Energised rural Welsh communities: exploring the development and social impacts of community energy in Wales
Sioned Williams (Bangor University, UK)
Corinna Patterson (Bangor University, UK)
Sophie Wynne-Jones (Bangor University, UK)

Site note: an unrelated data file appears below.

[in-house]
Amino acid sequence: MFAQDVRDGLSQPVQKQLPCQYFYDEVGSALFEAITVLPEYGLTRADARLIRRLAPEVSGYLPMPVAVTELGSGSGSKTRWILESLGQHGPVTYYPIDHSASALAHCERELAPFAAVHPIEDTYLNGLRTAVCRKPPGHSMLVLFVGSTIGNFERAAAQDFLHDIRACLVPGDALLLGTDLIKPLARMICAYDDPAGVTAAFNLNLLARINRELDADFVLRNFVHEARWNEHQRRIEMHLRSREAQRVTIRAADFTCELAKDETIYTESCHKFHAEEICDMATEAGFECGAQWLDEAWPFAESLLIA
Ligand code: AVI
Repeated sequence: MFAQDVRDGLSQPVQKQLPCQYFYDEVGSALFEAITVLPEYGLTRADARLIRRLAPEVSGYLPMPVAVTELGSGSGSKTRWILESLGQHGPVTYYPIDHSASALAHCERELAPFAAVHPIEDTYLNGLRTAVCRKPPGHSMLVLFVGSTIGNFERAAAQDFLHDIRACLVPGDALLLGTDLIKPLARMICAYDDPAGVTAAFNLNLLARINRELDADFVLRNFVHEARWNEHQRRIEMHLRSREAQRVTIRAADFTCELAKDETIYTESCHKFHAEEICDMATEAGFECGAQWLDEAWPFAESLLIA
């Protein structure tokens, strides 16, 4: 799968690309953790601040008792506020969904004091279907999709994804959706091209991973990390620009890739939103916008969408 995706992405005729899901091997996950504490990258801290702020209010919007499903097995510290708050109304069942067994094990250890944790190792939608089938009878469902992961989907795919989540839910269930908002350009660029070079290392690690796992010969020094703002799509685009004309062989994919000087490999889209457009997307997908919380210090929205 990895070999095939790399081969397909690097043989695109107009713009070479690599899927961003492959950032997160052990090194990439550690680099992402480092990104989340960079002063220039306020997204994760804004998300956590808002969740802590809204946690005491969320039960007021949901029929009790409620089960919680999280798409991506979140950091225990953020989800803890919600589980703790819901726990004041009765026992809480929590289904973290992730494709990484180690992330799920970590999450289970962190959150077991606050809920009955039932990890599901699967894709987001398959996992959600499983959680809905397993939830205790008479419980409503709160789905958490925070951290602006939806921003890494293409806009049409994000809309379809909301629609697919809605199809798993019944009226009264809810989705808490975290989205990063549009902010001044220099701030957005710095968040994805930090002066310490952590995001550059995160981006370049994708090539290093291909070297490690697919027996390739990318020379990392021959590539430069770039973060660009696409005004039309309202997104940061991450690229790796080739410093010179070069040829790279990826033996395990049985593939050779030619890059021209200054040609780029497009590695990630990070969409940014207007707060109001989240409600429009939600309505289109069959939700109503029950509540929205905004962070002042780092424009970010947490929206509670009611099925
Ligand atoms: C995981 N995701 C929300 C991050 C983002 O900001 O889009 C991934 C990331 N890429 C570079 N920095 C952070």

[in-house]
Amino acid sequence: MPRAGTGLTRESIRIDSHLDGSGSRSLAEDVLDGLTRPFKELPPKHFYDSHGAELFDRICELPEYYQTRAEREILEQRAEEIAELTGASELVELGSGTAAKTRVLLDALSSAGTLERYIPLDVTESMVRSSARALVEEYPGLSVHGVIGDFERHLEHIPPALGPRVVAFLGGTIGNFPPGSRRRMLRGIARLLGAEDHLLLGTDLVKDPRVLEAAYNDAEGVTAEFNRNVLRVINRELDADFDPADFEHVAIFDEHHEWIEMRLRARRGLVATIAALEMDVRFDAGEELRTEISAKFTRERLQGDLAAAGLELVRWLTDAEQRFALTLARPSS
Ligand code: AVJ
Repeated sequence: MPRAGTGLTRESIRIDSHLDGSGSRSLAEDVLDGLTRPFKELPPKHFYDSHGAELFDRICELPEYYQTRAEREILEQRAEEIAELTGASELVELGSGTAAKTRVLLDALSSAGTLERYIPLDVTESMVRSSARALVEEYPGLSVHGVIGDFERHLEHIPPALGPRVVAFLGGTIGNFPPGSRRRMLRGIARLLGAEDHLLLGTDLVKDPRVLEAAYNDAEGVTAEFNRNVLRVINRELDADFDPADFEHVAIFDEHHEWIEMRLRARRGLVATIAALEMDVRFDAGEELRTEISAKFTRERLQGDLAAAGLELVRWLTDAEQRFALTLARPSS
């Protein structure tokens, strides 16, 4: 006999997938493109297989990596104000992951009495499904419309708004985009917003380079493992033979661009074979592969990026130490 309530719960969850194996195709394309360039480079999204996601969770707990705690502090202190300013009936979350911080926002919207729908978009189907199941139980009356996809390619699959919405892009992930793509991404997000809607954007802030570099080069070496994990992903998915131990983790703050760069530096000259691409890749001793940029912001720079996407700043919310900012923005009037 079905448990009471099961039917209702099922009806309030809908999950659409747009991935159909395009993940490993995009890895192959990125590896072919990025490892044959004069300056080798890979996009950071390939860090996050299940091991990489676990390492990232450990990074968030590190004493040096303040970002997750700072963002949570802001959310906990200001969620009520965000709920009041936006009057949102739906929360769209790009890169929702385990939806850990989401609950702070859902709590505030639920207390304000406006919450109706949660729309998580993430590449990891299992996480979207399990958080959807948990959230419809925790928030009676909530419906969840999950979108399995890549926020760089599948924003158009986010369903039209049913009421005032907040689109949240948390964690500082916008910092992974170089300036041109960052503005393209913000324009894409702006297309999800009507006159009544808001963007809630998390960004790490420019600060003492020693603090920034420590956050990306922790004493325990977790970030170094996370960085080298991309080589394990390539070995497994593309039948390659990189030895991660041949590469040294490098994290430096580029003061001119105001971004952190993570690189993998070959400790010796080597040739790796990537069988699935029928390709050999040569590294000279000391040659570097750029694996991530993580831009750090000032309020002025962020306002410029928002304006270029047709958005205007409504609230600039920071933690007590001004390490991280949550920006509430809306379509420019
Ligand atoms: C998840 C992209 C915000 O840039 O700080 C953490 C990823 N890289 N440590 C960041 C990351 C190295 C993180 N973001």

Community-led and owned renewable projects not only generate renewable energy as part of a transition to a low-carbon society but also produce social impacts within their rural communities. This develops ‘energised’ Welsh communities. However, there is a need to extend the evidence-base and map the added-value from community renewable energy (CRE) projects with a detailed consideration of the potential processes that lead to social impacts. In this context, such processes may reflect discrete aspects of community resilience and resourcefulness, supporting local sustainability. The PhD study focuses on mapping the underpinning processes and resulting outcomes for local communities engaging in CRE. This centres primarily on the social and cultural impacts as well environmental and economic contexts. The study is based on a qualitative case study approach focused on four rural case studies that represent different configurations of technologies, geographical locations and community profiles. This involved semi-structured interviews to examine the perspective and experiences of key stakeholders (n=18). The paper outlines the key findings which suggest that rural communities seek to harness local natural resources for local benefit, producing rural resilience and resourcefulness from community involvement and collective action. These were generated by the CRE projects through a ‘Sense of ownership’, ‘Building confidence and capacity’ and ‘Local decision-making’. As part of this process balancing bridging and bonding networks was an important feature, with social capital building capacity for action through strengthened network connections. The motivations and experiences of participants in the CRE case studies highlighted how these elements fostered resilient rural communities.